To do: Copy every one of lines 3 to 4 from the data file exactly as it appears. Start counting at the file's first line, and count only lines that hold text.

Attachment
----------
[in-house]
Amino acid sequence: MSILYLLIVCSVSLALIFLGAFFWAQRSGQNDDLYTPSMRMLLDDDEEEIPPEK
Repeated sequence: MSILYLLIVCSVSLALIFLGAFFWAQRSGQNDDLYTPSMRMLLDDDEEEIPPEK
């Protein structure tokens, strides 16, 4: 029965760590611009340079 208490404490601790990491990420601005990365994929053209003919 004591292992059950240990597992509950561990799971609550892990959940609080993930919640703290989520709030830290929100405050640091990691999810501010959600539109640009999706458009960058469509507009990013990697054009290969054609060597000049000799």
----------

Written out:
Repeated sequence: MSILYLLIVCSVSLALIFLGAFFWAQRSGQNDDLYTPSMRMLLDDDEEEIPPEK
């Protein structure tokens, strides 16, 4: 029965760590611009340079 208490404490601790990491990420601005990365994929053209003919 004591292992059950240990597992509950561990799971609550892990959940609080993930919640703290989520709030830290929100405050640091990691999810501010959600539109640009999706458009960058469509507009990013990697054009290969054609060597000049000799």